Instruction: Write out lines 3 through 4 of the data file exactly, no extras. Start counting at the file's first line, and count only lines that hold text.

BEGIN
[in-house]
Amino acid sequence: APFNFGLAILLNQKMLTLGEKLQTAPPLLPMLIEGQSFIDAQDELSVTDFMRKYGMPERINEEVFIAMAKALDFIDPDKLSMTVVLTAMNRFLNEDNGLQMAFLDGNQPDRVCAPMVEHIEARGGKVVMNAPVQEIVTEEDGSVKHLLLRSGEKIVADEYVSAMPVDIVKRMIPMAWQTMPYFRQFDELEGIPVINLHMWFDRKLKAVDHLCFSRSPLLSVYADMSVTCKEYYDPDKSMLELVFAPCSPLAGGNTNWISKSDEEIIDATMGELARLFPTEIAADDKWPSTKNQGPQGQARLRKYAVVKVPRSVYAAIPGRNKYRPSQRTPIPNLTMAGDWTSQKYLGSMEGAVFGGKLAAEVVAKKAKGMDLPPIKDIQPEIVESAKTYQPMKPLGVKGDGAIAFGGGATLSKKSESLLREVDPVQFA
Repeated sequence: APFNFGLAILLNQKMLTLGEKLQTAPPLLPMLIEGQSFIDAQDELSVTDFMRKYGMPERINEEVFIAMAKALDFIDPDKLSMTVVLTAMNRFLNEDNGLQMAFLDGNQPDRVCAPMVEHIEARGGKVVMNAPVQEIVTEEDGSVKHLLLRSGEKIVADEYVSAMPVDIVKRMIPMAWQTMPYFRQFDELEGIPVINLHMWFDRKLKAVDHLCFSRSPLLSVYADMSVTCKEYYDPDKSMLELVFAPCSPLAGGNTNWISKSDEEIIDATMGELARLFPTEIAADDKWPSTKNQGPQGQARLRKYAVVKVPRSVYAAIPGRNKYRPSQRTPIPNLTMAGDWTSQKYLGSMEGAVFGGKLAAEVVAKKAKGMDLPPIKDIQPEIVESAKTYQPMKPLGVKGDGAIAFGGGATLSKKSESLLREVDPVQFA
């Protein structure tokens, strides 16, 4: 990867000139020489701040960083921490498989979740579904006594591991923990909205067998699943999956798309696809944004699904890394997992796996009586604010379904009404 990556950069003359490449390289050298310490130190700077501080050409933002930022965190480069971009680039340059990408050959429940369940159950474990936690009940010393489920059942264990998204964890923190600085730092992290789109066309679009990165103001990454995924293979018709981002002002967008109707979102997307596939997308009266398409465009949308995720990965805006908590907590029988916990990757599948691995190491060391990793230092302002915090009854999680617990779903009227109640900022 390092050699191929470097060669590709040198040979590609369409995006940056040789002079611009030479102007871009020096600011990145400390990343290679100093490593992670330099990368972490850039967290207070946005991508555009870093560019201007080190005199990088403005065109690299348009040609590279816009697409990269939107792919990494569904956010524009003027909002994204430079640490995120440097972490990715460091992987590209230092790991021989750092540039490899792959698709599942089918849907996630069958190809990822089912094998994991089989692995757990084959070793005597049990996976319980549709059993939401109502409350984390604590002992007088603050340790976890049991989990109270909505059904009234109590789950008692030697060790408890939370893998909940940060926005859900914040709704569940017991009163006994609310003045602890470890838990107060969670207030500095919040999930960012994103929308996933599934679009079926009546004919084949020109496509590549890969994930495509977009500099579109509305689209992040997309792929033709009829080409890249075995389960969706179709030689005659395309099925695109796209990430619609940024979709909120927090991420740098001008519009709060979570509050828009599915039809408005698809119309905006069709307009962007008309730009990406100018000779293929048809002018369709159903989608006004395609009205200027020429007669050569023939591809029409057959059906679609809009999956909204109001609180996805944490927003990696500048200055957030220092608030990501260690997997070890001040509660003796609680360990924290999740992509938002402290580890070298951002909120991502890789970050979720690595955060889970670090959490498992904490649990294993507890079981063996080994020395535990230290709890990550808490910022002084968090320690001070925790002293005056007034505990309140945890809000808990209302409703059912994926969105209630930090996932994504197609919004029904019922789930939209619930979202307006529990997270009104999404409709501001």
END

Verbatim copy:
Repeated sequence: APFNFGLAILLNQKMLTLGEKLQTAPPLLPMLIEGQSFIDAQDELSVTDFMRKYGMPERINEEVFIAMAKALDFIDPDKLSMTVVLTAMNRFLNEDNGLQMAFLDGNQPDRVCAPMVEHIEARGGKVVMNAPVQEIVTEEDGSVKHLLLRSGEKIVADEYVSAMPVDIVKRMIPMAWQTMPYFRQFDELEGIPVINLHMWFDRKLKAVDHLCFSRSPLLSVYADMSVTCKEYYDPDKSMLELVFAPCSPLAGGNTNWISKSDEEIIDATMGELARLFPTEIAADDKWPSTKNQGPQGQARLRKYAVVKVPRSVYAAIPGRNKYRPSQRTPIPNLTMAGDWTSQKYLGSMEGAVFGGKLAAEVVAKKAKGMDLPPIKDIQPEIVESAKTYQPMKPLGVKGDGAIAFGGGATLSKKSESLLREVDPVQFA
């Protein structure tokens, strides 16, 4: 990867000139020489701040960083921490498989979740579904006594591991923990909205067998699943999956798309696809944004699904890394997992796996009586604010379904009404 990556950069003359490449390289050298310490130190700077501080050409933002930022965190480069971009680039340059990408050959429940369940159950474990936690009940010393489920059942264990998204964890923190600085730092992290789109066309679009990165103001990454995924293979018709981002002002967008109707979102997307596939997308009266398409465009949308995720990965805006908590907590029988916990990757599948691995190491060391990793230092302002915090009854999680617990779903009227109640900022 390092050699191929470097060669590709040198040979590609369409995006940056040789002079611009030479102007871009020096600011990145400390990343290679100093490593992670330099990368972490850039967290207070946005991508555009870093560019201007080190005199990088403005065109690299348009040609590279816009697409990269939107792919990494569904956010524009003027909002994204430079640490995120440097972490990715460091992987590209230092790991021989750092540039490899792959698709599942089918849907996630069958190809990822089912094998994991089989692995757990084959070793005597049990996976319980549709059993939401109502409350984390604590002992007088603050340790976890049991989990109270909505059904009234109590789950008692030697060790408890939370893998909940940060926005859900914040709704569940017991009163006994609310003045602890470890838990107060969670207030500095919040999930960012994103929308996933599934679009079926009546004919084949020109496509590549890969994930495509977009500099579109509305689209992040997309792929033709009829080409890249075995389960969706179709030689005659395309099925695109796209990430619609940024979709909120927090991420740098001008519009709060979570509050828009599915039809408005698809119309905006069709307009962007008309730009990406100018000779293929048809002018369709159903989608006004395609009205200027020429007669050569023939591809029409057959059906679609809009999956909204109001609180996805944490927003990696500048200055957030220092608030990501260690997997070890001040509660003796609680360990924290999740992509938002402290580890070298951002909120991502890789970050979720690595955060889970670090959490498992904490649990294993507890079981063996080994020395535990230290709890990550808490910022002084968090320690001070925790002293005056007034505990309140945890809000808990209302409703059912994926969105209630930090996932994504197609919004029904019922789930939209619930979202307006529990997270009104999404409709501001």